Turin, Levi’s city of origin, in the 1930s had all the characteristics of a great center of culture, industry and active life. Cradle of great intellectuals, from Cesare Pavese to Natalia Ginzburg, from Italo Calvino to Giulio Einaudi, the Savoyard city was certainly closer to Paris than to Lucania. It is perhaps this unbridgeable distance that gives the observations resulting from Levi’s confinement, the prominence that was later attributed to them. Through the eyes of someone who have experienced progress, the peasant atavism in which Levi is catapulted takes on almost material evidence, and his considerations, as much sociological as political — and, I would say, human in the broadest sense — are lights in the darkness of an issue, the southern one, which has never been fully illuminated.
The south in which Levi arrived in the mid-thirties, the years of greatest popularity of the fascist regime, is a world that rests on malarial soil, populated by wretched farmers and beasts of burden, demons, and bandits. Aliano (as the village of Gagliano is called in the peasants’ dialect), is the small southern village par excellence, a place that represents a thousand others, all useless and forgotten. The power, although rather precarious, is held by the Podestà (something similar to a major) appointed directly by the fascist hierarchies. The second power is represented by the ranks of men belonging to the local small bourgeoisie, who differ from the peasant laborers mostly because they do not die of hunger. The desolation of such a scenario is what lies behind the title of Carlo Levi’s book-testimony:
“We’re not Christians,” they say [the Lucanian peasants]. “Christ stopped short of here, at Eboli.“ “Christian,” In their way of speaking means “human being,” and this almost proverbial phrase that I have so often heard them repeat may be no more than the expression of a hopeless feeling of inferiority. We’re not Christians, we’re not human beings; we’re not thought of as men but simply as beasts. Christ never came this far, nor did time, nor the individual soul, nor hope, nor the relation of cause to effect, nor reason nor history. (…) But to this shadowy land, that knows neither sin nor redemption from sin, where evil is not moral but is only the pain residing forever in earthly things, Christ did not come. Christ stopped at Eboli.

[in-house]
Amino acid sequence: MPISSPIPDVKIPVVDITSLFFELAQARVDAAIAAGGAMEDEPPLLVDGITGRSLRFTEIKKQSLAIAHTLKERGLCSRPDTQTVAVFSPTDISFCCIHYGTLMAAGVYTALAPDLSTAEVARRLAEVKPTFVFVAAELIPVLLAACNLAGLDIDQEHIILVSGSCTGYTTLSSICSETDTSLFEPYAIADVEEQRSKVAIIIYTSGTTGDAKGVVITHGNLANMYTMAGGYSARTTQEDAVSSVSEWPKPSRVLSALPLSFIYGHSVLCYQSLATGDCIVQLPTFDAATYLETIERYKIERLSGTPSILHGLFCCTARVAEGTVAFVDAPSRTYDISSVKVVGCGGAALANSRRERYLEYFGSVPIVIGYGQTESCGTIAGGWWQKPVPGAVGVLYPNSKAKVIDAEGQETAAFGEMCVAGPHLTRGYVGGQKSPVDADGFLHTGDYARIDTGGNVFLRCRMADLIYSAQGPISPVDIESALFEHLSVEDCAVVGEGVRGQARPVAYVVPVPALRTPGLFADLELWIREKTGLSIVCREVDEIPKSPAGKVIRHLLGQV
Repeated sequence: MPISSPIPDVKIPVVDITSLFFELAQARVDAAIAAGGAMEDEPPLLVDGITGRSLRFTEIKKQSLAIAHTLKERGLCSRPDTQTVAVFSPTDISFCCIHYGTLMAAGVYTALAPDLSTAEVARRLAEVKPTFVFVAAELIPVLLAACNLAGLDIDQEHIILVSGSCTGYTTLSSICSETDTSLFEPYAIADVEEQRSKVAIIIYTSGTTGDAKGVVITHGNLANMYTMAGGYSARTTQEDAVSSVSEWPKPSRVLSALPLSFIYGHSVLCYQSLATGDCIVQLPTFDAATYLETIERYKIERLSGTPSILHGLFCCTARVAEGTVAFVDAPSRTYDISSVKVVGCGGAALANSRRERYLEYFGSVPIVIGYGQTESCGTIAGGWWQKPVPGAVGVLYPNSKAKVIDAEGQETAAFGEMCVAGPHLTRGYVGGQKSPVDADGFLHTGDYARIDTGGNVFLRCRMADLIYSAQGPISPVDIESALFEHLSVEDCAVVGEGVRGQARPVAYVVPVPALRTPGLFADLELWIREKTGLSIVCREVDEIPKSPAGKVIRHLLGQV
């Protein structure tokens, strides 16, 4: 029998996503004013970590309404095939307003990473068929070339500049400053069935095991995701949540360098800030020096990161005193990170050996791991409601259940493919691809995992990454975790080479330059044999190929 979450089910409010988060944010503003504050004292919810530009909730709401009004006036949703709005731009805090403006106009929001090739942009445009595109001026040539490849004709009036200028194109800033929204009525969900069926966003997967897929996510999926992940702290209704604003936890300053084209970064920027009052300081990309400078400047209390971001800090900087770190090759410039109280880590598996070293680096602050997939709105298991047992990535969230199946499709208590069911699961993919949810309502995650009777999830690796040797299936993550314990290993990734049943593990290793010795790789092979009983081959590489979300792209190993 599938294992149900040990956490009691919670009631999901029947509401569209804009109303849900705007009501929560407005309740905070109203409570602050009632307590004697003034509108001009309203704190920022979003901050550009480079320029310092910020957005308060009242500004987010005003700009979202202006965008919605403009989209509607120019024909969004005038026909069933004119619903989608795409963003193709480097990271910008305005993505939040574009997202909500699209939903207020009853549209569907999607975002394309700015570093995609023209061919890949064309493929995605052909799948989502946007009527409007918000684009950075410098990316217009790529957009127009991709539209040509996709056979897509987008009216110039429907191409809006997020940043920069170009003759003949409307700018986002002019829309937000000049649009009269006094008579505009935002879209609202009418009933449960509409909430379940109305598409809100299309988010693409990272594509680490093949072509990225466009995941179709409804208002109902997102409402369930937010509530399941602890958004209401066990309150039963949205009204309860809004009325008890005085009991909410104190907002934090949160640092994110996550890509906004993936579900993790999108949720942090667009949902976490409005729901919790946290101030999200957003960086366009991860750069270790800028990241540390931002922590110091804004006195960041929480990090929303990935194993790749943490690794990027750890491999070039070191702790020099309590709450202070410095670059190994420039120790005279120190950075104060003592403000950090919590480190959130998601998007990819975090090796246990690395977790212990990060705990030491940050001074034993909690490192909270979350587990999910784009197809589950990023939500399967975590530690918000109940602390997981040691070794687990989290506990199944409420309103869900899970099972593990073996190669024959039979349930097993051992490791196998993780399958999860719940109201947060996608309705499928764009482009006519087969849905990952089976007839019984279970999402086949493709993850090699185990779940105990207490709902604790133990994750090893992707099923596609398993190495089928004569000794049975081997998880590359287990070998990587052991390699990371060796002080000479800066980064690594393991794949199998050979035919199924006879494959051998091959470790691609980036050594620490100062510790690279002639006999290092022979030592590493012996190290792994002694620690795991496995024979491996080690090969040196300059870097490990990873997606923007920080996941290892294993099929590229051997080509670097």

Christianity acts among the peasants as a yardstick for the human, the civil, the political. Christ, like the State, never came this far south. Where there is no authority, alternative methods and systems make up for this lack, and that’s why the women-witches of Gagliano explain the world and its rules with superstition: their solutions to problems are not based on reason, which is Christian, but on magic, which is pagan. The men wake up early to go to work the fields, and yet what they can put on the table is little more than bread. The peasants, therefore, fall ill very easily, and Levi, who has a degree in medicine but has never practiced his profession, is considered by poor peasants as a wise and omnipotent savior, capable of curing the incurable and consoling the inconsolable.
The comfort that Levi offers to the desperate and hopeless peasants, without hope of redemption from what he defines as the slow passing of time, is a comfort that is concrete, as he is committed as far as possible to heal the sick using his rusty, but also symbolic and disruptive, university knowledge. The young man from Turin, Don Carlo, as the villagers call him, is the first “gentleman” who does not despise them. Rarely, has a cultured, rich, well-dressed man not entertained a relationship with them based on something else than subordination.
Levi’s gaze on the wretched, sick, gloomy peasants is human and compassionate, for the first time attentive to understanding the profound reasons for their existential resignation. It is not the indifferent look of a State that sends them its tax collectors, demanding if they have nothing else to pay taxes, even the little food they have preserved: a bottle of oil, a ham, a preserve. “You can’t take their bed” says the tax collector, but what if you could?